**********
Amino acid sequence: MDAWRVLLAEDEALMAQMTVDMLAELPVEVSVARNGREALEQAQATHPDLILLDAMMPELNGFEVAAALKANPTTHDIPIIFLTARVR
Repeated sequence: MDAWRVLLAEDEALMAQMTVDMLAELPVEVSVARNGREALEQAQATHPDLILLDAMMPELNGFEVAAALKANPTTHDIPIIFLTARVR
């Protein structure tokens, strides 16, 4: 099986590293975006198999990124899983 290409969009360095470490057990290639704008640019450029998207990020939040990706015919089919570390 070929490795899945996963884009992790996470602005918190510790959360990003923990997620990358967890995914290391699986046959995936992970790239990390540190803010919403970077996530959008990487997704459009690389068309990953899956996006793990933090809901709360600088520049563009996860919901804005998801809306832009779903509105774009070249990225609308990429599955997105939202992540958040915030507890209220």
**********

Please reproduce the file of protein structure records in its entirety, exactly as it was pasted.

Amino acid sequence: MDAWRVLLAEDEALMAQMTVDMLAELPVEVSVARNGREALEQAQATHPDLILLDAMMPELNGFEVAAALKANPTTHDIPIIFLTARVR
Repeated sequence: MDAWRVLLAEDEALMAQMTVDMLAELPVEVSVARNGREALEQAQATHPDLILLDAMMPELNGFEVAAALKANPTTHDIPIIFLTARVR
């Protein structure tokens, strides 16, 4: 099986590293975006198999990124899983 290409969009360095470490057990290639704008640019450029998207990020939040990706015919089919570390 070929490795899945996963884009992790996470602005918190510790959360990003923990997620990358967890995914290391699986046959995936992970790239990390540190803010919403970077996530959008990487997704459009690389068309990953899956996006793990933090809901709360600088520049563009996860919901804005998801809306832009779903509105774009070249990225609308990429599955997105939202992540958040915030507890209220």